Reflections of Pearl Harbor still visible, available today
Recently, this country acknowledged the 64th anniversary of the tragedy at Pearl Harbor, HI. For those in my generation, the baby boomers, World War II and Pearl Harbor are memories belonging to our grandparents or parents or simply chapters studied in high school history. Terrible to listen to, of course, but to so many of us, not much more real than tragedies of ancient Rome or the exodus across the western U.S.
We really had no sense of the terror of the thing; that is of course, until Sept. 11, 2001. Sixty years later, a mere eye blink in historical time, we knew exactly what the country had gone through after the attack on Pearl Harbor. For better or worse, the evolution of communication allowed the world to know immediately and in vivid horrific color what was happening as it happened, something that did not happen in 1941. Americans were left to wait and wonder and received their information in pieces only as it became available.
In 2001, we witnessed the tragedy live and it frightened us beyond belief. Watching, we were forever robbed of the sense of security most of us naively felt. I can’t imagine which was worse, not knowing what was going on across a warm ocean, all the while knowing something terrible was and being forced to accept the information in government spun spoonfuls; or not knowing what was going on across the country even as we watched every second of the destruction before our eyes.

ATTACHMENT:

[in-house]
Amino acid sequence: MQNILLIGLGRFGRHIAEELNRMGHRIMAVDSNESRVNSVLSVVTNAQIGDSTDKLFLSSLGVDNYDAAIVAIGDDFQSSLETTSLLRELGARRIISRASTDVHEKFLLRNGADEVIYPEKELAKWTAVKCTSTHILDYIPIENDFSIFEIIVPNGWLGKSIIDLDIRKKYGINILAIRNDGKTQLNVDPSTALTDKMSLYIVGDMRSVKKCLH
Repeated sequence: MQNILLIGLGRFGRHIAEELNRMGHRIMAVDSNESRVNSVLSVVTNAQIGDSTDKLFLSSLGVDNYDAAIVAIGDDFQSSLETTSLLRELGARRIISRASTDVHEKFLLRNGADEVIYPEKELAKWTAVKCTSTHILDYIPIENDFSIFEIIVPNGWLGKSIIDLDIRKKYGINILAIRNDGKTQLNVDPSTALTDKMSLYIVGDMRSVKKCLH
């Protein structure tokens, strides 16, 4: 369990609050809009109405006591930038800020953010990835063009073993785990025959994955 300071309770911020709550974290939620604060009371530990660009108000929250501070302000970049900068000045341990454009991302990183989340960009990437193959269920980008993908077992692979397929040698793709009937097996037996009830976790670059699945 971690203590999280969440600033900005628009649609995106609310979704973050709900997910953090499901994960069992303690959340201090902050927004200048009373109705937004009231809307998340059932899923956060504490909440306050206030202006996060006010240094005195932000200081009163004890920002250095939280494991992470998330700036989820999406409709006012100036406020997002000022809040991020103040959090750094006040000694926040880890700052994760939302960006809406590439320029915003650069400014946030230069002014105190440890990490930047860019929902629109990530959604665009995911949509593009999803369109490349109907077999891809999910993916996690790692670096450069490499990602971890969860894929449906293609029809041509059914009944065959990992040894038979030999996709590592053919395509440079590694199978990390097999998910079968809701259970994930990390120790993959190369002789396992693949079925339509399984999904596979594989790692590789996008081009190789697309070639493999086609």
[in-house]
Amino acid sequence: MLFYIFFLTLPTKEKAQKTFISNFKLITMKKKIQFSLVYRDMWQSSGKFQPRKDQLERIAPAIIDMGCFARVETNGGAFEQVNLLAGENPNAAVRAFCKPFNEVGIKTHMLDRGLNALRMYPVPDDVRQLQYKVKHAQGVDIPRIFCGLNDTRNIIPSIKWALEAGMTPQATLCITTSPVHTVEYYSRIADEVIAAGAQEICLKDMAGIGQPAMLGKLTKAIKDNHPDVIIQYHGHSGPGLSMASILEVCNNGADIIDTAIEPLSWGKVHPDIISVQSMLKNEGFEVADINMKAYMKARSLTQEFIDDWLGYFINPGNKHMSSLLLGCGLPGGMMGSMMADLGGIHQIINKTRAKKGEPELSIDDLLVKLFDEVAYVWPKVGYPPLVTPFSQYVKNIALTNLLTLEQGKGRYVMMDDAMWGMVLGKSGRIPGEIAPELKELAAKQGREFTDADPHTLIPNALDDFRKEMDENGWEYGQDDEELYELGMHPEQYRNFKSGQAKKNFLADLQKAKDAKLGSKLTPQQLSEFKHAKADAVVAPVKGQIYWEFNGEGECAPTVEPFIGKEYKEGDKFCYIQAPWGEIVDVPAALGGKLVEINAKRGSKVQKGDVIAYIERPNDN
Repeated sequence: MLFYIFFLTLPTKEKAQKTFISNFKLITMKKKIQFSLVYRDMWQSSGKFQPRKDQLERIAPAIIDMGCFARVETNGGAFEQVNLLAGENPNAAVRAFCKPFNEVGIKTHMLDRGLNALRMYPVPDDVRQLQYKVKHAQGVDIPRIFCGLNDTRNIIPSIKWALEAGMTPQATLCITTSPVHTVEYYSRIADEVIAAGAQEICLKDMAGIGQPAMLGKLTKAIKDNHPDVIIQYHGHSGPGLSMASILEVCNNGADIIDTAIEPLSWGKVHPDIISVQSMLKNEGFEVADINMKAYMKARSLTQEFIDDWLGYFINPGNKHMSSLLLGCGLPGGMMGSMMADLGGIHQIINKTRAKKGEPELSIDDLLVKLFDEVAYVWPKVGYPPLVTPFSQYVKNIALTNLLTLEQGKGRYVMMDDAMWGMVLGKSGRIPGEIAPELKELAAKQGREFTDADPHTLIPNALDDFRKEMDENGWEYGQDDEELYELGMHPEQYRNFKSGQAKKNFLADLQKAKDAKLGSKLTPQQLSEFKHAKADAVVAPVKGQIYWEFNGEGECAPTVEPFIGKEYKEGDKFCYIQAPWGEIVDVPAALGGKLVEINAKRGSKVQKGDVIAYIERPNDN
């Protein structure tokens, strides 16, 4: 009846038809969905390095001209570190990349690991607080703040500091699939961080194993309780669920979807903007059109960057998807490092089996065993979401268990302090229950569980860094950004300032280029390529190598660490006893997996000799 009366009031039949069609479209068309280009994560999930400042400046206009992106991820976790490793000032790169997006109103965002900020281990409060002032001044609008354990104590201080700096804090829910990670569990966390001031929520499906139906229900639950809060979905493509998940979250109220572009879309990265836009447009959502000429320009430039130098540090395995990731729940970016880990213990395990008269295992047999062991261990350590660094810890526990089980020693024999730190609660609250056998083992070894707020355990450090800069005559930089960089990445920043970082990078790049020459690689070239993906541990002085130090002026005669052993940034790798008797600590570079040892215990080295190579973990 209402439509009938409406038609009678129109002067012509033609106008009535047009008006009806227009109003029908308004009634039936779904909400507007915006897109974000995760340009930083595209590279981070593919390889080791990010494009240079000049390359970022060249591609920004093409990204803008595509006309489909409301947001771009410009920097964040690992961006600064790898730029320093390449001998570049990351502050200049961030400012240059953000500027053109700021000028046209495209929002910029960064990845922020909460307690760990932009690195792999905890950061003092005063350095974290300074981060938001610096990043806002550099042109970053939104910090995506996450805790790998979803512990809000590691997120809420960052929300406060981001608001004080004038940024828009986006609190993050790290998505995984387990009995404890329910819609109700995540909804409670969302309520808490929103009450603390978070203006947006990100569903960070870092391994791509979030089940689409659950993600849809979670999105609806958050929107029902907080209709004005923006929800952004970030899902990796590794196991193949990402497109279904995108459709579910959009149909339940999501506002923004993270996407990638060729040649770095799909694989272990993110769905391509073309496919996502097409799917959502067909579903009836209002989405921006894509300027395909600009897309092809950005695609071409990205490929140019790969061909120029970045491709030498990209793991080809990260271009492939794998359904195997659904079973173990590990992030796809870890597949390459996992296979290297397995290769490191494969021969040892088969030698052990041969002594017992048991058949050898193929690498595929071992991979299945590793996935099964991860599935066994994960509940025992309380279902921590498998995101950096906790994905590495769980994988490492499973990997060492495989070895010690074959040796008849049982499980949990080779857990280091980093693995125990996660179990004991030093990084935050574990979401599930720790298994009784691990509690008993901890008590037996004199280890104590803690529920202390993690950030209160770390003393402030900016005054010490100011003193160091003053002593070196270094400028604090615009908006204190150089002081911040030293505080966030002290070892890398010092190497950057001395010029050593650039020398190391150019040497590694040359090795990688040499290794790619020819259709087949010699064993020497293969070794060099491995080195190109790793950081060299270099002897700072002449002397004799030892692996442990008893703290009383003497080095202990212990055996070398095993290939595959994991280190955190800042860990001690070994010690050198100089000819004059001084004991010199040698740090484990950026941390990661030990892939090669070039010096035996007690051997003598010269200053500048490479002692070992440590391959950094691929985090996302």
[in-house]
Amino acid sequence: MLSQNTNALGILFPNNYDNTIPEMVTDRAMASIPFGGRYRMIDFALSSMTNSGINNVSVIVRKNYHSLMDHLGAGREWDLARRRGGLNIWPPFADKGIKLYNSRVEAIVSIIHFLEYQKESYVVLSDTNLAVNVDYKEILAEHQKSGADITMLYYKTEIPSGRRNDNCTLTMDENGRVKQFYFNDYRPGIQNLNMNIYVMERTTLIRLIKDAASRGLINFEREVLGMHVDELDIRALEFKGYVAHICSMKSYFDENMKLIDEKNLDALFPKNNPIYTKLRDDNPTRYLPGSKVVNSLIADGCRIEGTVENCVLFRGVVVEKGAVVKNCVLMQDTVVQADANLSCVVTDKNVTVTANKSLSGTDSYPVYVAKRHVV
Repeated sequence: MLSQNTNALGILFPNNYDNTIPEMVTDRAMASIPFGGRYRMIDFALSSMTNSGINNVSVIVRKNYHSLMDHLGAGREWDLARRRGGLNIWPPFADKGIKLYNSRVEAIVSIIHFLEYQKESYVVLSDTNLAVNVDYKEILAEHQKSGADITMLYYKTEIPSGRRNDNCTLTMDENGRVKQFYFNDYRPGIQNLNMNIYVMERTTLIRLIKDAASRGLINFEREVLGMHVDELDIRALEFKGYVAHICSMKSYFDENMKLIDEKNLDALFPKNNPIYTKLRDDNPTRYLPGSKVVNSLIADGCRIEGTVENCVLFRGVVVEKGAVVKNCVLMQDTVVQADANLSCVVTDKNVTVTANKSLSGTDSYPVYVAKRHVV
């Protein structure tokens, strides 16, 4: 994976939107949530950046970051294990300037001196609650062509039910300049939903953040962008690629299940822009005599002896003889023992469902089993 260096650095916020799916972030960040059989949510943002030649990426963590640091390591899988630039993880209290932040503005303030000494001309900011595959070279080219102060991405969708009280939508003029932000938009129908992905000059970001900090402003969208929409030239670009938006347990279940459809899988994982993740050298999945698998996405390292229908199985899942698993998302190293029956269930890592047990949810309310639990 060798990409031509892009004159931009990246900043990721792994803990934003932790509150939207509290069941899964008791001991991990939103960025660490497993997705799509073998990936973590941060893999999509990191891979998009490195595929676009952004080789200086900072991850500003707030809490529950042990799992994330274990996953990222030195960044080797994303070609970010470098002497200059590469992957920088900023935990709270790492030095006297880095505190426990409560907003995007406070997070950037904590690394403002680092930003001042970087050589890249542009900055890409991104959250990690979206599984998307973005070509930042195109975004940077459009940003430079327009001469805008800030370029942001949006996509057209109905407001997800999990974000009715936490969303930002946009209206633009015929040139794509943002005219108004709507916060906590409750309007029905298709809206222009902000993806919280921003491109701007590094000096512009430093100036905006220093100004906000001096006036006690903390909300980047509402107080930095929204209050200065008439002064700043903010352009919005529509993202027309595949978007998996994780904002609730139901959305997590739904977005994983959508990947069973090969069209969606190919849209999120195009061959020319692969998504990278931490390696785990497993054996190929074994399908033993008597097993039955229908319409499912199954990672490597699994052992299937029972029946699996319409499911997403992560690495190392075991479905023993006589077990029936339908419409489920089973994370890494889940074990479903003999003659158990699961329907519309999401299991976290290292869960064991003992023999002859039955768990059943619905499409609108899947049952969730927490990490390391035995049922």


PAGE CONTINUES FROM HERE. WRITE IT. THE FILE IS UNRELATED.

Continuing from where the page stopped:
Both occurrences led to war, both wars kept the nation in a state of uncertainty for the country’s future; but that, of course, is the nature of wars.
As the year 2005 comes to a close and we continue to watch, listen and wait for this war to also come to its end, we think of parallels.
On Dec. 3, the Minden Library and Carson Valley Writers’ Group was treated to a collection of memoirs of Pearl Harbor Survivors compiled and published by the group’s own Monita Low Boesewetter.
A member of the writers’ group for two years, Monita divides her time between the Carson Valley area and New York City. She attended Roosevelt High in Honolulu, and when she accepted the invitation to attend the 60th reunion of the graduating class of 1940, the conversation naturally turned to “where were you on Dec. 7?”
As Monita writes, “there was no need to add which year.” From this conversation was born her collection of memoirs, an interesting and poignant book that bring to life a time many of us knew only from a history class. Not just personalizing Pearl Harbor, this memoir paints a colorful picture of pre-state Hawaii in the 1930s and 1940s.
Monita is a delightful person and a talented writer with many interesting stories to tell. If you would like a copy of the enjoyable memoir she has put together from the memories of her classmates and friends, contact me and I will be happy to put you in contact with Monita.